Part 1: Making It Our Own
Enough with the letters already. We know, we know, it is time to get started on building up our 2005 Dodge Power Wagon! So what took us so long? Ever since it retired from the long-term fleet, we have had a grandiose vision of a project buildup, but it always seems like there was another project that was taking priority or we didn't have enough time, or we just couldn't really settle on the direction we wanted to go with it.
To us, the Power Wagon is a special truck, the Holy Grail of what a 3/4-ton pickup should be, with its flexy suspension, fullsize capability, front and rear lockers and oh-so-fancy electronically disconnecting sway bar. We wanted to improve on the area to make a better Power Wagon, without taking away at all from what it is. When it comes to this truck, we have standards, and we are not going to be the guys who ruin it.
So after months (years, really) of debate and a stock truck begging for some well-planned mods, we decided we were going to go with mild yet functional upgrades. Because we wanted to maintain the towing ability, while increasing trailability, we determined 35-inch tires would suit us just fine, especially since the Power Wagon is already sporting low 4.56:1 gearing. We want to focus on storage and recovery improvements, as well as protection and other mods that will enhance what the Power Wagon is, or what it was designed for.
In this first installment, we decided to just dip our toes in the water and go with tires, suspension and a programmer to get the buildup rolling.
For the wheel and tire package, we went with a set of Mickey Thompson Baja ATZs mounted on Dick Cepek's great-looking new Torque wheels--a perfect complement to our project Power Wagon. Because the full suspension we ordered wasn't available in time for this install, we gave our buddies over at Daystar a call and asked for their assistance in providing us with a Power Wagon-specific coil-spring spacer. Daystar doesn't have one in the catalog, but sent us a prototype 1-inch spacer (the Power Wagon already sits about 2 inches higher than a standard Ram from the factory) to test out on our Wagon until we complete the next phase of our suspension buildup.
Lastly, we ordered up a Hypertech Max Power programmer. With these simple mods, our Power Wagon sits right, improves upon its factory ride and looks great. We think it is the perfect start to an exciting buildup.
We consider the Baja ATZ to be an aggressive all-terrain tire, meaning it will be slightly louder on the highway than a conventional A/T, but it offers a more aggressive tread pattern for off-highway jaunts. The ATZ features a wide footprint for its size, plus beefy tread blocks with siping for stability and all-weather capability. It also has a two-ply sidewall with sidewall biters, and in the 35x12.5R17 size that we chose has a 3,000-pound load rating for towing duty.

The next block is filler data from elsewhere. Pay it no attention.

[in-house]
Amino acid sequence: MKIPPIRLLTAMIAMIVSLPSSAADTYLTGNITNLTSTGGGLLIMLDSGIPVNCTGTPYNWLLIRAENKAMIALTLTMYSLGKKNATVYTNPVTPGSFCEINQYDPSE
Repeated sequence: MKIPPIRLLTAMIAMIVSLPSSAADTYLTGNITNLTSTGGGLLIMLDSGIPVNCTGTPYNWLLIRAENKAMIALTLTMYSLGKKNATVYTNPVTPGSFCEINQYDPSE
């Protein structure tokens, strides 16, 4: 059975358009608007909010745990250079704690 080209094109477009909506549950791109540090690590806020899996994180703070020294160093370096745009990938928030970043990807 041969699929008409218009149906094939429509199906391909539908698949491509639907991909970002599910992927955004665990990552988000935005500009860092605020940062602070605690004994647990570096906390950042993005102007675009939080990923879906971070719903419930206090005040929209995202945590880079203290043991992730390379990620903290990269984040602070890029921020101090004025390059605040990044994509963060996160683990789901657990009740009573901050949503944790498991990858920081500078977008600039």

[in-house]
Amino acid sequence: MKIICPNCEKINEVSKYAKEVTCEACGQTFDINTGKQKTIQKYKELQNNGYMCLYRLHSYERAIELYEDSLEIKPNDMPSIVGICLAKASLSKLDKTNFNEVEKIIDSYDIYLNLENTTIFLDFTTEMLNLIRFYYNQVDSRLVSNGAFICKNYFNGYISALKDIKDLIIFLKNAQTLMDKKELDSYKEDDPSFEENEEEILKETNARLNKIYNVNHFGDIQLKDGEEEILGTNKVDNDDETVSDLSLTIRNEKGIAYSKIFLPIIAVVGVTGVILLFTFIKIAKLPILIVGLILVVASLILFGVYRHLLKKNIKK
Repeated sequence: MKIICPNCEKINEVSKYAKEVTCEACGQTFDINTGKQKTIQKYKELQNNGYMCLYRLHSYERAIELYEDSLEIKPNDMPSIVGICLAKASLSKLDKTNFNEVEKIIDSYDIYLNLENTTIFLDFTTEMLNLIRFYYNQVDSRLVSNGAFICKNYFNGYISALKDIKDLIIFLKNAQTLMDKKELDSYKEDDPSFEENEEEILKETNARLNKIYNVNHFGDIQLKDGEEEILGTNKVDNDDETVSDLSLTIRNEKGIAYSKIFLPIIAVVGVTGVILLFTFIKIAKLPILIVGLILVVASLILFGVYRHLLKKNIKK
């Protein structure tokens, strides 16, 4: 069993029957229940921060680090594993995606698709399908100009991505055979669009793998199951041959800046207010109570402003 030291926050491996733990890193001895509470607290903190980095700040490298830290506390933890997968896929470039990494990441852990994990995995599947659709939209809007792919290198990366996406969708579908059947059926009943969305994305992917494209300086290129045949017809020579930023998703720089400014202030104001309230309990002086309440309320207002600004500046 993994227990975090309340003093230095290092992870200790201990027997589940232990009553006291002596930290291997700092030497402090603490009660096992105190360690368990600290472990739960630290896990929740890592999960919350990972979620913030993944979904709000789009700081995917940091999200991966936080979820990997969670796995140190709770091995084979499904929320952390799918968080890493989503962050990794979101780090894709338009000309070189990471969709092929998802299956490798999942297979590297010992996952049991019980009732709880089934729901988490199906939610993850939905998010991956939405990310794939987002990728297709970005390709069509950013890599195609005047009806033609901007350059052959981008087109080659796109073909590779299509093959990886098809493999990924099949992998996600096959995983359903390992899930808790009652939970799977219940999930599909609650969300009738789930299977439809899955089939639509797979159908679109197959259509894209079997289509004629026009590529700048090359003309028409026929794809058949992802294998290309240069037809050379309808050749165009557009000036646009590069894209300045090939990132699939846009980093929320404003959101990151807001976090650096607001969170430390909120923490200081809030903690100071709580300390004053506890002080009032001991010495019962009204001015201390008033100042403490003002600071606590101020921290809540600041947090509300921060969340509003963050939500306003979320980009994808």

Check out this wheel. Here is the all-new Dick Cepek DC-Torque wheel. The mix of flat black and a machined surface is perfect for the look we are trying to achieve with Project Power Wagon, and the satin clear coat will keep the wheel looking nice for a long time. The DC-Torque offers maximum caliper clearance for big brake kits, high offset for late-model rigs, and is tire pressure sensor-friendly. We went with the 17x8.5 sizing, which has an impressive 3,640-pound load rating per wheel.
The Hypertech Max Power programmer is as easy to install as plugging in to your OBD II port and following the onscreen instructions. It offers a variety of different functions from top-speed limiter changing to changing where the rev-limiter comes in and reading trouble codes. It also has two tunes--one for 87 octane, which Hypertech says will add 7 horsepower and 10 lb-ft of torque, or the tune for premium fuel which is said to give a boost of 13 horsepower and 16 lb-ft of torque.
How It Works
So far, so good. With the mix of spacers and flare trimming, we aren't getting any more rub, and the Daystar coil spacers do isolate the coil springs further, mellowing out the quick sharp hits you feel on broken pavement, making it a more comfortable ride around town.
We like the fact that Hypertech Max Power has a performance tune for 87-octane, allowing us to offset the bigger wheels and tires with a little extra kick without the expense of premium fuel.
The wheel and tire combination has us impressed, not only with style, but with capability. The ATZ tires have been wonderful on-road and offer good grip in the dirt. Project Power Wagon will be headed back to the Midwest Bureau for the remainder of the build so we'll be able to tell you how they perform in weather--something we don't see too often in Southern California--and in the Midwest soil.